According to ComputerWorld Singapore, the Malaysian Communications and Multimedia Commission (MCMC) plans to set up a national database for reported lost and stolen mobile phones in an effort to curb mobile phone crime.
This is similar to schemes launched in Australia and Britain, in which a nationwide handset blocking system is in place. Reported mobile phones are rendered unusable, even with new SIM cards.
As the number of mobile phones and smartphones grow, it is inevitable that theft involving these indispensable yet often costly devices will increase.
This is especially so pertaining to smart devices, what with growing acceptance due to continual efforts to make it easier to write enterprise applications. If nothing else, you can certainly count on proliferation of these high tech mobile devices due to BlackBerry (device) envy.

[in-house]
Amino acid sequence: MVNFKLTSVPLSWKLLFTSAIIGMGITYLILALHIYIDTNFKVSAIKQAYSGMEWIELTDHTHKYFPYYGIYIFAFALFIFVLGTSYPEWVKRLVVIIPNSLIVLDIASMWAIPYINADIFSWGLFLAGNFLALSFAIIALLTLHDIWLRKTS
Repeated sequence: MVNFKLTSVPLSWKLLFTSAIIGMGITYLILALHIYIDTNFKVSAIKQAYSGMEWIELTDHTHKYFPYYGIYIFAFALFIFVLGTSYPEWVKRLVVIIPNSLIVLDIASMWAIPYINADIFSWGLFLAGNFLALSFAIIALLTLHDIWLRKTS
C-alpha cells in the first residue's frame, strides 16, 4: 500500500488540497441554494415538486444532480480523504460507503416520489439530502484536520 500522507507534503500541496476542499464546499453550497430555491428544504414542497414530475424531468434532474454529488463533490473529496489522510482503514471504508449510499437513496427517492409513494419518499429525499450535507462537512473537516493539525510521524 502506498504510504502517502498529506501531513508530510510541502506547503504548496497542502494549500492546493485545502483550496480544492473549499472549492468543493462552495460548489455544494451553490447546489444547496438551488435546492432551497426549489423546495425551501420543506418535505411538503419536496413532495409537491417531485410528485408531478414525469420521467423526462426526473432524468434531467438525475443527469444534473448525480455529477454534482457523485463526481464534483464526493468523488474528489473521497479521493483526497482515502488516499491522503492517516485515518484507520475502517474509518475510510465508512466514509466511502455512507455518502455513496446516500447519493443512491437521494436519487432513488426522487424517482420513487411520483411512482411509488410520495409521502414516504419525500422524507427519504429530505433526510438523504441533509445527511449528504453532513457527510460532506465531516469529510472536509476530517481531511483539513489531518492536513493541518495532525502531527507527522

What is the situation like in your part of the world? Is there a system in place to disable stolen devices, or are you very much left to fend on your own? Join the discussion.
Related Topics:Mobility Security Hardware Software Apple Android Google
Paul Mah is a writer and blogger who lives in Singapore, where he has worked for a number of years in various capacities within the IT industry. Paul enjoys tinkering with tech gadgets, smartphones, and networking devices.